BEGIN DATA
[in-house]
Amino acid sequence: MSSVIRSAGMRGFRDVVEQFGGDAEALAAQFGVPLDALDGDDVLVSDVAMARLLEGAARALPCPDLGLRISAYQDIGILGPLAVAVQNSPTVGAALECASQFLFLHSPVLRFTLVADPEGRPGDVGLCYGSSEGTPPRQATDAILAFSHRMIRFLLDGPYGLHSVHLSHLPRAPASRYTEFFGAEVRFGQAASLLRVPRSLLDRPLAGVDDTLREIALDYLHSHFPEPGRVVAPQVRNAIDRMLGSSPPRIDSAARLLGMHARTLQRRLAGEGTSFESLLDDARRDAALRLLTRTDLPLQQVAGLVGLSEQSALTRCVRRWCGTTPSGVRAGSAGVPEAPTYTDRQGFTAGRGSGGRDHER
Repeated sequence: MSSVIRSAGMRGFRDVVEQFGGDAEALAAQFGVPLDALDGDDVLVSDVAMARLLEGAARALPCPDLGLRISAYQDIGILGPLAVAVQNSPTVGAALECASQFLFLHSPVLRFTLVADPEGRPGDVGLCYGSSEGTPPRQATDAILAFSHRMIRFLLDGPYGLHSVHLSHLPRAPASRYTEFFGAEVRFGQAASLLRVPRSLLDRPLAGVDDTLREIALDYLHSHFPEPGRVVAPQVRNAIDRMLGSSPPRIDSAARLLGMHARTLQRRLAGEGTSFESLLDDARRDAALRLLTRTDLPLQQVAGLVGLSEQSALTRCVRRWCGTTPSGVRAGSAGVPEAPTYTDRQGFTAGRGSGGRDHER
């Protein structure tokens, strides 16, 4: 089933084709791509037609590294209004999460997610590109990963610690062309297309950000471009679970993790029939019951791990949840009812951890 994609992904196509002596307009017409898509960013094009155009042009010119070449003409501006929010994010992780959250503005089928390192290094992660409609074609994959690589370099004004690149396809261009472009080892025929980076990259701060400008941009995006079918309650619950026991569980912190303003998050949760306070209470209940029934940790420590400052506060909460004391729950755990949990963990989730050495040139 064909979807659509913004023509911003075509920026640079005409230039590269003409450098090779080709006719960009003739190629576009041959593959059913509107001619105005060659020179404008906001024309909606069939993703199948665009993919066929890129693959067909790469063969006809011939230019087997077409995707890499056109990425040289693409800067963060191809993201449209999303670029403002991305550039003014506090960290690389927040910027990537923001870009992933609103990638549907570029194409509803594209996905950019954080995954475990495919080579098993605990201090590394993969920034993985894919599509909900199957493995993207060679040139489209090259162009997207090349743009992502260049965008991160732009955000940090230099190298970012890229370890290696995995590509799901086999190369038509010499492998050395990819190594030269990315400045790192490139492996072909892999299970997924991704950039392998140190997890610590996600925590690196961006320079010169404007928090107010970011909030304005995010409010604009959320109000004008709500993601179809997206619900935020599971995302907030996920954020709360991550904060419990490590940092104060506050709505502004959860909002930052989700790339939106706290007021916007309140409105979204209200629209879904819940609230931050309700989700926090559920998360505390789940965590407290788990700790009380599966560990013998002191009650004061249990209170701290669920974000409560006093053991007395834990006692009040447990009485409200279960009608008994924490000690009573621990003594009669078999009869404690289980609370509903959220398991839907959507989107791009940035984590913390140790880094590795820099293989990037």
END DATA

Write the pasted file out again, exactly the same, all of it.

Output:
[in-house]
Amino acid sequence: MSSVIRSAGMRGFRDVVEQFGGDAEALAAQFGVPLDALDGDDVLVSDVAMARLLEGAARALPCPDLGLRISAYQDIGILGPLAVAVQNSPTVGAALECASQFLFLHSPVLRFTLVADPEGRPGDVGLCYGSSEGTPPRQATDAILAFSHRMIRFLLDGPYGLHSVHLSHLPRAPASRYTEFFGAEVRFGQAASLLRVPRSLLDRPLAGVDDTLREIALDYLHSHFPEPGRVVAPQVRNAIDRMLGSSPPRIDSAARLLGMHARTLQRRLAGEGTSFESLLDDARRDAALRLLTRTDLPLQQVAGLVGLSEQSALTRCVRRWCGTTPSGVRAGSAGVPEAPTYTDRQGFTAGRGSGGRDHER
Repeated sequence: MSSVIRSAGMRGFRDVVEQFGGDAEALAAQFGVPLDALDGDDVLVSDVAMARLLEGAARALPCPDLGLRISAYQDIGILGPLAVAVQNSPTVGAALECASQFLFLHSPVLRFTLVADPEGRPGDVGLCYGSSEGTPPRQATDAILAFSHRMIRFLLDGPYGLHSVHLSHLPRAPASRYTEFFGAEVRFGQAASLLRVPRSLLDRPLAGVDDTLREIALDYLHSHFPEPGRVVAPQVRNAIDRMLGSSPPRIDSAARLLGMHARTLQRRLAGEGTSFESLLDDARRDAALRLLTRTDLPLQQVAGLVGLSEQSALTRCVRRWCGTTPSGVRAGSAGVPEAPTYTDRQGFTAGRGSGGRDHER
């Protein structure tokens, strides 16, 4: 089933084709791509037609590294209004999460997610590109990963610690062309297309950000471009679970993790029939019951791990949840009812951890 994609992904196509002596307009017409898509960013094009155009042009010119070449003409501006929010994010992780959250503005089928390192290094992660409609074609994959690589370099004004690149396809261009472009080892025929980076990259701060400008941009995006079918309650619950026991569980912190303003998050949760306070209470209940029934940790420590400052506060909460004391729950755990949990963990989730050495040139 064909979807659509913004023509911003075509920026640079005409230039590269003409450098090779080709006719960009003739190629576009041959593959059913509107001619105005060659020179404008906001024309909606069939993703199948665009993919066929890129693959067909790469063969006809011939230019087997077409995707890499056109990425040289693409800067963060191809993201449209999303670029403002991305550039003014506090960290690389927040910027990537923001870009992933609103990638549907570029194409509803594209996905950019954080995954475990495919080579098993605990201090590394993969920034993985894919599509909900199957493995993207060679040139489209090259162009997207090349743009992502260049965008991160732009955000940090230099190298970012890229370890290696995995590509799901086999190369038509010499492998050395990819190594030269990315400045790192490139492996072909892999299970997924991704950039392998140190997890610590996600925590690196961006320079010169404007928090107010970011909030304005995010409010604009959320109000004008709500993601179809997206619900935020599971995302907030996920954020709360991550904060419990490590940092104060506050709505502004959860909002930052989700790339939106706290007021916007309140409105979204209200629209879904819940609230931050309700989700926090559920998360505390789940965590407290788990700790009380599966560990013998002191009650004061249990209170701290669920974000409560006093053991007395834990006692009040447990009485409200279960009608008994924490000690009573621990003594009669078999009869404690289980609370509903959220398991839907959507989107791009940035984590913390140790880094590795820099293989990037």